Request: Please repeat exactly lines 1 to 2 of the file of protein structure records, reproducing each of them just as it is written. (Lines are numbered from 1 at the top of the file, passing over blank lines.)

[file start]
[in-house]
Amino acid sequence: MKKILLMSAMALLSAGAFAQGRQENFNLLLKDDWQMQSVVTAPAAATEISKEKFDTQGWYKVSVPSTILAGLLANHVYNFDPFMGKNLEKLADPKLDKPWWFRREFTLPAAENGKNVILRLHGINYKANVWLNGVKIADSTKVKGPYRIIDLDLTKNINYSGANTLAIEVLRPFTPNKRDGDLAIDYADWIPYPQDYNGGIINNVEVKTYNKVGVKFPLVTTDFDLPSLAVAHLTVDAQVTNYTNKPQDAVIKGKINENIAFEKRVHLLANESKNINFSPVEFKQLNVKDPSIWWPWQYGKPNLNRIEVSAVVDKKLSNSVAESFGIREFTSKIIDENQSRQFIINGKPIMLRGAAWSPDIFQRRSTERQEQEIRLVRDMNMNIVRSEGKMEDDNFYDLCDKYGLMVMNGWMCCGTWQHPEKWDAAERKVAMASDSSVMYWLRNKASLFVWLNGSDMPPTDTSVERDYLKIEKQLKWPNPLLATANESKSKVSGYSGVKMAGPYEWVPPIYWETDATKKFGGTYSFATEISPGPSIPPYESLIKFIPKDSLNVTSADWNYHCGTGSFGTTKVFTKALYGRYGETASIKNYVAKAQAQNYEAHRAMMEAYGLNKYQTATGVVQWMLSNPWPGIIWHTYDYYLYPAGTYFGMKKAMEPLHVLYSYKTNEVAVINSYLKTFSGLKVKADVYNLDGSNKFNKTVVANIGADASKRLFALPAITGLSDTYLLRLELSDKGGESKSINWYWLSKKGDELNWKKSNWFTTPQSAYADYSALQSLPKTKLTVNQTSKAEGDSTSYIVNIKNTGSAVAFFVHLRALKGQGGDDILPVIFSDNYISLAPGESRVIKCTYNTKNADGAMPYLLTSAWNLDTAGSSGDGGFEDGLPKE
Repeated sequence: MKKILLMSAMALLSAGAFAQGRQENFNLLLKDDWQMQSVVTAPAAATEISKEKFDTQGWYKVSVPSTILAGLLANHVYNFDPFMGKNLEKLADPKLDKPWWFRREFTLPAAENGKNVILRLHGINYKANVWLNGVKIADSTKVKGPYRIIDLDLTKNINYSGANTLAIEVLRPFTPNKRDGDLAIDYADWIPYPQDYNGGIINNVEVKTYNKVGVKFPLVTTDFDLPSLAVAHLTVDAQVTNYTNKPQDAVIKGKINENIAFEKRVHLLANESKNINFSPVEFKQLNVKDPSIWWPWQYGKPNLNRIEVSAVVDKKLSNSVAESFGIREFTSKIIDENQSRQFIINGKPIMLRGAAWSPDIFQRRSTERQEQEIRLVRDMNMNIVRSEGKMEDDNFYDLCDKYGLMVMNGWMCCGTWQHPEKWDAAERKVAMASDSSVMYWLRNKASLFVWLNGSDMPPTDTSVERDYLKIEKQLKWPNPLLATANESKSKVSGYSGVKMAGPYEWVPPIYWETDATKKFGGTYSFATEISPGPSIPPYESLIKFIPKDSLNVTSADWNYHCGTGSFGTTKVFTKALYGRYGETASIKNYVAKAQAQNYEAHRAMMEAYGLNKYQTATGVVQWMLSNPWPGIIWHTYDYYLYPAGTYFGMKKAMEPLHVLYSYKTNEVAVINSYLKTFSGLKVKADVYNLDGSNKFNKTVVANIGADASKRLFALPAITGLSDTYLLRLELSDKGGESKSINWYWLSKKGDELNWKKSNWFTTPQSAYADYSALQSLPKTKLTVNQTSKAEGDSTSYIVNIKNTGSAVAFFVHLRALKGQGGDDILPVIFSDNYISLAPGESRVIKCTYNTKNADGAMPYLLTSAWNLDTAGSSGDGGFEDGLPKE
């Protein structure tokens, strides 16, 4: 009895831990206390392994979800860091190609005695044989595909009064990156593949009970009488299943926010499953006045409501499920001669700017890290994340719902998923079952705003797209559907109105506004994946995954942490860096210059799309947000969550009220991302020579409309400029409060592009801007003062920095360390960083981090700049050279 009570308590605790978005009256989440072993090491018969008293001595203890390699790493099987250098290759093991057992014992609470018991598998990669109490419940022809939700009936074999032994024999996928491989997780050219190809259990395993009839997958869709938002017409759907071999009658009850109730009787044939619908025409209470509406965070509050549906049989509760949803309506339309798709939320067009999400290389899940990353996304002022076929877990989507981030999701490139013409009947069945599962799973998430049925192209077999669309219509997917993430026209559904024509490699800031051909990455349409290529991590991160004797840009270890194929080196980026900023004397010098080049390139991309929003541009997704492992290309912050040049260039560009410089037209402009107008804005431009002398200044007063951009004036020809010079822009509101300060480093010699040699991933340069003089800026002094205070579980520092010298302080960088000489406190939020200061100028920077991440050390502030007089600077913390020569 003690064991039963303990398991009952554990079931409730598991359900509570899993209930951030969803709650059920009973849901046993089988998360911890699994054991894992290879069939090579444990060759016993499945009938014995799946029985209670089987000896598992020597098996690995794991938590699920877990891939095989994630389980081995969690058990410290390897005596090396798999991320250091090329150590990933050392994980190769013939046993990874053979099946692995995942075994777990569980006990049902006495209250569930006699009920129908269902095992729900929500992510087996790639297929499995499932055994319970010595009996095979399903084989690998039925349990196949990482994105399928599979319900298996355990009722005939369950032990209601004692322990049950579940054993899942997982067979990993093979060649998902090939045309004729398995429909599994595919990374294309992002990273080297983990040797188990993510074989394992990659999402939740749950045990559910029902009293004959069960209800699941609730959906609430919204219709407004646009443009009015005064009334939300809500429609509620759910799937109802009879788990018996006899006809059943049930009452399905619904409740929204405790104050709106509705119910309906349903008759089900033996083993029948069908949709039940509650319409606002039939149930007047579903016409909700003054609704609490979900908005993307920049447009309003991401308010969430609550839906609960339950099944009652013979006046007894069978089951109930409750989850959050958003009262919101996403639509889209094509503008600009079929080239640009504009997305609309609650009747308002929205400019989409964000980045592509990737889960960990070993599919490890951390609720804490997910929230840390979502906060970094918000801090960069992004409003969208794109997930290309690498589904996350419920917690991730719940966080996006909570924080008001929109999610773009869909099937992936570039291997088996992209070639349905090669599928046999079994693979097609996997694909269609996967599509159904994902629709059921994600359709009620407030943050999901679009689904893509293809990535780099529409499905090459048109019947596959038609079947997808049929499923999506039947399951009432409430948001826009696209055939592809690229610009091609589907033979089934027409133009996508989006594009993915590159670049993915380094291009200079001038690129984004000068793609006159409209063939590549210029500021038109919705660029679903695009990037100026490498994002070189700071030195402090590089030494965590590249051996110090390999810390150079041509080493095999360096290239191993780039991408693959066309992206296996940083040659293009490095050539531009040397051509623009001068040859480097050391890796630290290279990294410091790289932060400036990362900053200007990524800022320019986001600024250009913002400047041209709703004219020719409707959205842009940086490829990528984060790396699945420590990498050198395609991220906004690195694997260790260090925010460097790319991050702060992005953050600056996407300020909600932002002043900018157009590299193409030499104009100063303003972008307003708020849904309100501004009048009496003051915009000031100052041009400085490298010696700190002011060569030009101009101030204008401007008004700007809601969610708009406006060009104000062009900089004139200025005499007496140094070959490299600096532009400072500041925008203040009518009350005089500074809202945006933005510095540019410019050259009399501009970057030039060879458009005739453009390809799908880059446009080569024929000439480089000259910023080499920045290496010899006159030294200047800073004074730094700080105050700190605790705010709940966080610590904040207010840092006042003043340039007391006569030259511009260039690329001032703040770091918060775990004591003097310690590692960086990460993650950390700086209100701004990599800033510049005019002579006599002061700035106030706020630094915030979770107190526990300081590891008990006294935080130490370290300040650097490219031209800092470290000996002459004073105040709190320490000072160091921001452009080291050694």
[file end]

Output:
[in-house]
Amino acid sequence: MKKILLMSAMALLSAGAFAQGRQENFNLLLKDDWQMQSVVTAPAAATEISKEKFDTQGWYKVSVPSTILAGLLANHVYNFDPFMGKNLEKLADPKLDKPWWFRREFTLPAAENGKNVILRLHGINYKANVWLNGVKIADSTKVKGPYRIIDLDLTKNINYSGANTLAIEVLRPFTPNKRDGDLAIDYADWIPYPQDYNGGIINNVEVKTYNKVGVKFPLVTTDFDLPSLAVAHLTVDAQVTNYTNKPQDAVIKGKINENIAFEKRVHLLANESKNINFSPVEFKQLNVKDPSIWWPWQYGKPNLNRIEVSAVVDKKLSNSVAESFGIREFTSKIIDENQSRQFIINGKPIMLRGAAWSPDIFQRRSTERQEQEIRLVRDMNMNIVRSEGKMEDDNFYDLCDKYGLMVMNGWMCCGTWQHPEKWDAAERKVAMASDSSVMYWLRNKASLFVWLNGSDMPPTDTSVERDYLKIEKQLKWPNPLLATANESKSKVSGYSGVKMAGPYEWVPPIYWETDATKKFGGTYSFATEISPGPSIPPYESLIKFIPKDSLNVTSADWNYHCGTGSFGTTKVFTKALYGRYGETASIKNYVAKAQAQNYEAHRAMMEAYGLNKYQTATGVVQWMLSNPWPGIIWHTYDYYLYPAGTYFGMKKAMEPLHVLYSYKTNEVAVINSYLKTFSGLKVKADVYNLDGSNKFNKTVVANIGADASKRLFALPAITGLSDTYLLRLELSDKGGESKSINWYWLSKKGDELNWKKSNWFTTPQSAYADYSALQSLPKTKLTVNQTSKAEGDSTSYIVNIKNTGSAVAFFVHLRALKGQGGDDILPVIFSDNYISLAPGESRVIKCTYNTKNADGAMPYLLTSAWNLDTAGSSGDGGFEDGLPKE